“Running that far on a flat course, you use the same muscles, make the same motion for so long,” he said. “People told me JFK was a tough race but I didn’t see it, looking at the elevation chart. Now I know.”

The conditions hit Reston’s Andrew Simpson hard, but he managed what he called a “great race” despite all of it.

” I think I was close to hypothermic,” he said after recovering from his 39th place finish in 7:29:32.

“Somehow I sprained my ankle along the way but didn’t notice until I stopped and tried to walk around the gym at the middle school,” he said. “Definitely an epic day for ultra-marathoning. I would think that JFK would have been  very proud as the course tests you both mentally and physically.”

Simpson’s Team FeXY finished second in the men’s open category to Pain Train.

Lara Shegoski finished fourth on the women’s side, hundreds of miles away from where her Johns Hopkins University cross country teammates were celebrating their second consecutive Division III women’s cross country national championship. Shegoski spent a week out of training with the flu and getting back into the swing of training wasn’t easy.

“My coach said I could try to get back into shape and run one more race, but I figured it was time to move on,” she said. “I spent the summer not running because of ROTC training, so I wasn’t in shape for college racing.”

The ultra distance, though, worked out quite well.  In a race that would make Aristotle proud, she just ran without a strategy or preconceived notion about the race, her mind a blank slate. That led to a surprise midway through the race.

“I thought I’d run nine hours,” she said. “I was running with two other women and one of them mentioned we were on sub-7:30 pace. Once I heard that, I started getting a little worried, so I stopped looking at splits.”

She finished in 7:20:45.

Eugene resident Emily Halnon signed up for the race while living in Washington, D.C., but she found her new training environment rocketed her into an optimistic mindset for the race.

“You have great trails, and great runners of all kinds,” she said. “It’s not just “Track Town.'”

She took the Appalachian Trail section carefully and managed to emerge unscathed.

“I fall in road races, so that was really big,” she said. “But it meant a lot of people passed by me.”

She emerged onto the towpath in 26th place and worked her way up to seventh by the time she turned onto the road, holding that place to the end.

Triathlete Alyssa Godesky of Baltimore had a breakthrough race, running 7:38:20 on her fifth JFK race for sixth place. Her previous best was around 8:05. She was the second woman to reach the towpath but found her pursuers running faster than she thought was sustainable for that long a race.

“I tried to hold on but I saw my Garmin putting us in the low-eights (pacewise) and I knew that wasn’t my plan, so I let them go,” she said. “I know what I’m getting myself into, I guess. I was excited to race an ultra now that I know how to race, triathlon definitely taught me that. I used to do ultras trying to go fast, but I have a different mentality now.”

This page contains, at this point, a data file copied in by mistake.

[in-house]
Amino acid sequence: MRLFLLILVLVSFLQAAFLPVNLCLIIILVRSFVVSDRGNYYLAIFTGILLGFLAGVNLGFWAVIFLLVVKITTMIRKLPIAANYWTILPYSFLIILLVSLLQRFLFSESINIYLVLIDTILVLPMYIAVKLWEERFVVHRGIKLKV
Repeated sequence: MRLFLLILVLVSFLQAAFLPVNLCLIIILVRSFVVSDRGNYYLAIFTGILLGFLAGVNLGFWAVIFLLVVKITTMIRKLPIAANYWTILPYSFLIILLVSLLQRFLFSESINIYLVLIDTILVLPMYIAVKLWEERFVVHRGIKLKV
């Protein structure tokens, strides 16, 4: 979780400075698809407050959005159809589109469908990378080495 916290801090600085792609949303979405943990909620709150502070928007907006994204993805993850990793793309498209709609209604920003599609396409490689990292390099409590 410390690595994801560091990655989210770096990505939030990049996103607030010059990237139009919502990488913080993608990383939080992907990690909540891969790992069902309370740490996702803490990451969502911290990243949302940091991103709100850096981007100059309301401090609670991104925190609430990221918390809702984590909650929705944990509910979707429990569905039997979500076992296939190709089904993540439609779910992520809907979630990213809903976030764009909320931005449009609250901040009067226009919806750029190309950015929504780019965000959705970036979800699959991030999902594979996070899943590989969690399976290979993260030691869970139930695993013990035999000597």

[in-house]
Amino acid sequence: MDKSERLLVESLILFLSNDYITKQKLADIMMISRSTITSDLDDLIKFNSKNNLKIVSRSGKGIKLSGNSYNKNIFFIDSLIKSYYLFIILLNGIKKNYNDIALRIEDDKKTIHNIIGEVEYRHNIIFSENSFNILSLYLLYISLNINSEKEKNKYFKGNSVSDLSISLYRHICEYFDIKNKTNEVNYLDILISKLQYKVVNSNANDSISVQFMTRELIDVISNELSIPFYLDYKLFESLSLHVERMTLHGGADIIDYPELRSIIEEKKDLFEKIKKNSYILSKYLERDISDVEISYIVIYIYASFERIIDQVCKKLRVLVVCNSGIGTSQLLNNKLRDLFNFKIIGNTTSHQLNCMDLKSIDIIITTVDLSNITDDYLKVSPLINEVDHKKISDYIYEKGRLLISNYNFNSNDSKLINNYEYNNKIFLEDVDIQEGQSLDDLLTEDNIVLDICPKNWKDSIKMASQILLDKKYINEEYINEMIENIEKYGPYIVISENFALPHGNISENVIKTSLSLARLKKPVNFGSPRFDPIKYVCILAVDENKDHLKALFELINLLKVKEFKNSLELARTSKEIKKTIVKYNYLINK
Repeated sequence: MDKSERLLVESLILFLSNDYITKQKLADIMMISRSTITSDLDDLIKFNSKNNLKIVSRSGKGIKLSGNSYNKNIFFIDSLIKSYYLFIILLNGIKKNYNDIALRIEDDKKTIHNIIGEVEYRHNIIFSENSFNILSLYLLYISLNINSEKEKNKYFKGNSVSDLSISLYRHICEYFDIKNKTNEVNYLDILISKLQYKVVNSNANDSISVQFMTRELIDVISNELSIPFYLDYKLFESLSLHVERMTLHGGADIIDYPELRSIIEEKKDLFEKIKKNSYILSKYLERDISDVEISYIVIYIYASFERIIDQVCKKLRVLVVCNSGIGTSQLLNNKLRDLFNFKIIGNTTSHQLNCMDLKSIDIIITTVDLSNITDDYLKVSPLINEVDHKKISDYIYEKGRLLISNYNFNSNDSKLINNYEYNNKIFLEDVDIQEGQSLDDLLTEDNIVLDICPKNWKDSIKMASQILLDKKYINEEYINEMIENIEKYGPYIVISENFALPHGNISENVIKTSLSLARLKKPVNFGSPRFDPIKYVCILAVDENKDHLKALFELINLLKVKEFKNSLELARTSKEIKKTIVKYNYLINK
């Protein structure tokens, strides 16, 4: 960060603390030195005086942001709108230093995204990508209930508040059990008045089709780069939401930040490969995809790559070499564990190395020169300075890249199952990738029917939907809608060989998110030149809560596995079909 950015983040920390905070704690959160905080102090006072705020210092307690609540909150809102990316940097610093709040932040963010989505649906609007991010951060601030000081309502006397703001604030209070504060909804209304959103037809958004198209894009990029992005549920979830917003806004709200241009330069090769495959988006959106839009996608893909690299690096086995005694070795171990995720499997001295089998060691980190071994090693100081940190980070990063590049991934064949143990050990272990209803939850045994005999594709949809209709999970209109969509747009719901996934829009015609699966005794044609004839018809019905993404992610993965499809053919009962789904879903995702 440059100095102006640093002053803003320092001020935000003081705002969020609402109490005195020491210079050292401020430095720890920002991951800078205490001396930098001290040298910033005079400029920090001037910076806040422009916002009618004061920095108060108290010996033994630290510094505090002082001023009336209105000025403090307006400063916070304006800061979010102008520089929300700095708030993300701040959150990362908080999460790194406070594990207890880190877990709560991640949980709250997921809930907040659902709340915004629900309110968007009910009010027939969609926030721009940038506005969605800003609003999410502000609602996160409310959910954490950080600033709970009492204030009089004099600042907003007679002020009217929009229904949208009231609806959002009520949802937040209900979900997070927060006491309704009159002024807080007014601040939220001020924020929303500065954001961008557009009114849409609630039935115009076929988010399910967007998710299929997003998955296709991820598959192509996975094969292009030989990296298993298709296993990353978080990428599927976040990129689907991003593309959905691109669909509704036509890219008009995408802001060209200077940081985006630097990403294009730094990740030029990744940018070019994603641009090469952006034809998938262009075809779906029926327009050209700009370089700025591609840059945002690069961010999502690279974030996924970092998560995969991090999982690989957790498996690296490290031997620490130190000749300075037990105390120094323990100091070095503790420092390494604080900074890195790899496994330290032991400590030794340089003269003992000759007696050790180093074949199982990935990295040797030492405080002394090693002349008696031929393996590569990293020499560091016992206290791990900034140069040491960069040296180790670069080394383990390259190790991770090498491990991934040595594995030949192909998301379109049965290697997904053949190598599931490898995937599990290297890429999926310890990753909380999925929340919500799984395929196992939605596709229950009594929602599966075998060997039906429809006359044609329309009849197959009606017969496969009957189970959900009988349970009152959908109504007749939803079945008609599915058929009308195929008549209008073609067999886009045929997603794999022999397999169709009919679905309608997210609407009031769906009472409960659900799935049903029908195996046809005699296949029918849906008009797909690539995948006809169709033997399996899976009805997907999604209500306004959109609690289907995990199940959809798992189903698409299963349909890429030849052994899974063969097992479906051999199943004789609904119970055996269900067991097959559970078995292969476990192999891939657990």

by Charlie Ban November 18, 2012 at 5:21 pm 261 0

James Whiteside, of Washington, D.C., demonstrates the foot olift most ultra runners adopt during the towpath portion of the JFK 50 Mile. Photo: Charlie Ban

James Whiteside, of Washington, D.C., demonstrates the foot olift most ultra runners adopt during the towpath portion of the JFK 50 Mile. Photo: Charlie Ban

Thanks to challenges from fast marathoners and excellent weather, the JFK 50 Mile winners smashed the course records Saturday in western Maryland.

[button-red url=”http://www.jfk50milemdt.org/2012/JFKResultslive-01.txt” target=”_self” position=”left”] Results [/button-red]A year after David Riddle took a little off the top, Max King lopped more than five minutes off to lower the men’s record to 5:34:58. Trent Briney, from Boulder, Co. followed in 5:78:56, with Riddle in third in 5:45:17. Canadian Ellie Greenwood (6:11:59) responded to a challenge from Emily Harrison (6:17:16), leading both under the course record. Elissa Ballas, from Colorado, (6:44:45) followed in third.

King is a utility player is distance running, capturing the 2011 world mountain running championship and the XTERRA trail running world championship, but also dipping down to the 3k steeplechase. Race director Mike Spinnler’s strong recruiting push and an opportunity to run what he considered his first fast 50 mile drew King to Maryland.

“To come out here, to one of the largest ultras with such history, it’s really an honor to win,” he said. “I made this race fit into my schedule.”

He sat behind Riddle for the first 16 miles after leaving Boonsboro, over the technical Appalachian Trail portion, before taking off on the C&O Canal Towpath. Despite his trail and mountain running pedigree, King’s training in Bend, Ore. means he’s typically running on less treacherous ground.

“That uneven footing throws you around a bit,” he said. “It wasn’t easy.”

From there, it was a long 27 miles of sporadic spectators and a few cyclists on the towpath. When he hit the stretch to the finish in Williamsport, eight rolling miles of pavement, his effort from the towpath caught up with him and he had to switch his focus from speeding up to holding onto his lead as Briney made up ground.

“I was hurting pretty bad, I just tried to not push it too much,” King said.

Briney never thought he’d have a chance to compete up front. Caught off guard at th

e start, he dropped his clothes a half minute before the gun and went to the line without gels or fluids. Josh Brimhall had one to spare, Briney sucked it down and when he hit the towpath he started moving. “It was the longest 8 miles of my life, I just wanted to finish.”